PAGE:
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The pick and mix of UK league tables

Posted by Becky Hartnup on 30 January, 2020

accomplishment-ceremony-education-graduation-267885Which is 2020’s top UK university?  

According to The Times Higher Education World Rankings, released early last week, Oxford University once again takes the top spot. However, THE tables now jostle for attention among other providers such as The Guardian University League Tables, The Complete University Guide (CUG), and the Good University Guide (GUG). In contrast to THE, all three of these positioned Cambridge University as their number one. 

This difference of opinion isn’t surprising. Each provider has a different methodology, uses different criteria, weightings etc. THE World Rankings look at international influence, but even within the UK-specific league tables, there is no guarantee that your university will be awarded a consistent ranking:

  • University College London ranked 9th (GUG) and 22nd (The Guardian)

  • University of Liverpool 28th (CUG) and 50th (The Guardian)

  • Cardiff 34th in (GUG) and 24th (CUG)

If you are tempted to look closer, A Guide to League Tables in Higher Education (HEPI, 2018) goes some way to unpicking the complexity. It flags the challenges and limitations – from handling exceptionally high or low scores, to managing subject areas, and meaningfully differentiating between institutions with close scores. It points out that reliance on reports such as the REF and the NSS builds in a time-lag, reducing the usefulness of league tables as strategic decision-making tools for universities.


The student view

Research firmly suggests that league tables do impact recruitment, influencing the choices of home and international students. In my recent report, From Selection to Satisfaction, sixth-formers told me they use high scores as a proxy for quality of teaching, student experience and employability as well as providing a useful tool for filtering down options:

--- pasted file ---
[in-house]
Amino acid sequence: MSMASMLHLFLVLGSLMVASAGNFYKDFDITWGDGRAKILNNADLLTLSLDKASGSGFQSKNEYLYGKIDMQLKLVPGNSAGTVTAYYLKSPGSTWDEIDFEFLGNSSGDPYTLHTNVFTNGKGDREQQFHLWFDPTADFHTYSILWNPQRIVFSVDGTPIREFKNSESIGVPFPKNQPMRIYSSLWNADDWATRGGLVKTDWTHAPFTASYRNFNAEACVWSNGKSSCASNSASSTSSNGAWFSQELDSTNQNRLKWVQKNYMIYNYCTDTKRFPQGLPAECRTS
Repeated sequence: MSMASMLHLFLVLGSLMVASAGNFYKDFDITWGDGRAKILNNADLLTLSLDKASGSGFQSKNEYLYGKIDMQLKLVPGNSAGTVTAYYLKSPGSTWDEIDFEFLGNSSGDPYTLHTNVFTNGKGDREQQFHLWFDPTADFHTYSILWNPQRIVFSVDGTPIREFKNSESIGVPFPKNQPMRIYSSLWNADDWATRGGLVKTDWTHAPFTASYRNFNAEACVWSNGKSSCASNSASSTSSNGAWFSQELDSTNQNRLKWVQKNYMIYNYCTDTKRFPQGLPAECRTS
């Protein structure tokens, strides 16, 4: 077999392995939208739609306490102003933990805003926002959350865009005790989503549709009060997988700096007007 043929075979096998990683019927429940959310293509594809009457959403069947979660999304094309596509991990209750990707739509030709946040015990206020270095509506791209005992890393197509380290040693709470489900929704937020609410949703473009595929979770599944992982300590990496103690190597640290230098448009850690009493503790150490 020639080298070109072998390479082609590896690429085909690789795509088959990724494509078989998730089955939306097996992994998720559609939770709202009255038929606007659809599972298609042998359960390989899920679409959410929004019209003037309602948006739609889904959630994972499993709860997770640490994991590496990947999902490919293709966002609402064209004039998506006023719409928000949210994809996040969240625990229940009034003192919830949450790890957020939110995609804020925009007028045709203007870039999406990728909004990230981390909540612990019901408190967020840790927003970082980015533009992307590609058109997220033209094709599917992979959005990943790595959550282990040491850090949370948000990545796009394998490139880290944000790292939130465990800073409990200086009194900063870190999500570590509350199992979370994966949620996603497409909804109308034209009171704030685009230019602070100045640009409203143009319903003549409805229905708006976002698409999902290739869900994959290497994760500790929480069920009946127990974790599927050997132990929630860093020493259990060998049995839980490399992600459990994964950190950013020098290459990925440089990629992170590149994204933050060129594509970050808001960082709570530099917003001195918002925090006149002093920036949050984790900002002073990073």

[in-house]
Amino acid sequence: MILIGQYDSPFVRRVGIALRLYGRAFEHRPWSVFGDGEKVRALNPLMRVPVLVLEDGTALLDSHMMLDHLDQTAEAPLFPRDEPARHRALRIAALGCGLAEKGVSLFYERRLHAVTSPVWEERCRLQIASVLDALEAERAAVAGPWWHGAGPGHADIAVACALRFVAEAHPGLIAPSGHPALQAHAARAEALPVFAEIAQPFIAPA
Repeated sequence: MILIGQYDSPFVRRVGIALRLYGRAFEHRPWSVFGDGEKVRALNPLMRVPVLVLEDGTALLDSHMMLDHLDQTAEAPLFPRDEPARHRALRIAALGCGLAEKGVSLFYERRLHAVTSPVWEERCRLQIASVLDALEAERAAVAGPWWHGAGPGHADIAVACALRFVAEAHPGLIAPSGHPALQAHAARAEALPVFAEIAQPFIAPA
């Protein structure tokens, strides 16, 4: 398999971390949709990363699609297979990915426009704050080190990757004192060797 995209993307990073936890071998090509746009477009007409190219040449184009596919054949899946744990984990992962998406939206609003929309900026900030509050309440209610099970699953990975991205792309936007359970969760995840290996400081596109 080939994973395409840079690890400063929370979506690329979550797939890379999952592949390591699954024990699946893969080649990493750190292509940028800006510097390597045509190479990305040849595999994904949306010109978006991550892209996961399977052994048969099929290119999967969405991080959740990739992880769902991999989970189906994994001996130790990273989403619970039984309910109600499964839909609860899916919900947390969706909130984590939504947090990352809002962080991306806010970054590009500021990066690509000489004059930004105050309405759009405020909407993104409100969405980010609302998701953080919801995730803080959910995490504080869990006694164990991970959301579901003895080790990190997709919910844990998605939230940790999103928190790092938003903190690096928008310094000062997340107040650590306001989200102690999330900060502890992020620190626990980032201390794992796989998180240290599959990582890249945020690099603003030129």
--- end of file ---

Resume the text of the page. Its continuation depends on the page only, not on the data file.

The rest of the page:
"It was confusing. I wasn’t really provided with any information of where to start, so I searched the rankings." 
-Geography applicant, 2020-21 entry

Despite relying on the data, students don’t engage deeply with how the scores are compiled. They rarely use filtering tools to focus on specific criteria such as employability or wellbeing, even if that is what matters to them. Although one provider’s methodology may be a better fit with their priorities, they probably won’t delve deep enough to find that out. They use multiple rankings and struggle to recall which providers they have used.

Once at university, the rankings become less important and can have a negative impact on student satisfaction as they raise expectations. 


Moving forward

Metrics such as employability, which are reputation-based, can be slow to change, meaning that some mid to low-ranking institutions feel their status is impossible change. However, The Guardian is challenging the status quo by shaping its algorithms around student needs. It considers research to be largely irrelevant to undergraduates and has added in a Value-Added-Score that compares degree results with entry qualifications as a measure of learning gain. This has led to a top 20 that is noticeably different from other tables, with the introduction of institutions that are investing in delivering what today’s students want.

League tables raise the visibility of your university and provide an external endorsement. They may not be helpful for strategic decision making, but they do provide insight into how prospective students might perceive your institution – and that gives you a chance to do something about it:

  1. Sixth-formers see summer schools and taster sessions in their subject area as a great way to improve their personal statement and give you the opportunity to demonstrate the quality of your teaching. Do make sure you provide bursaries to open these up to economically disadvantaged students.

  2. Use your homepage to publicise your investment in quality teaching.  As well as rankings, this can include testimonials from students as well as information on pedagogical initiatives such as digital learning programmes or experiential learning opportunities.  

  3. Get your current students talking, as well as posting, tweeting and instagramming about their positive experiences. Students trust one another more than they trust any rankings. Social media lets their voices be heard more widely.

Rankings can be influential, but their complicated methodologies are poorly understood by prospective students. When they turn to league tables, students really want evidence of excellent teaching, career impact and a student experience that resonates with their needs and values. So, invest in understanding what it is that students want and communicate concrete examples of how your institution adds value. 

The end result could be an experience that your current students shout about and your prospective students will hear.

Topics: Students, academic leadership, higher education, research, university rankings, ucas, league tables

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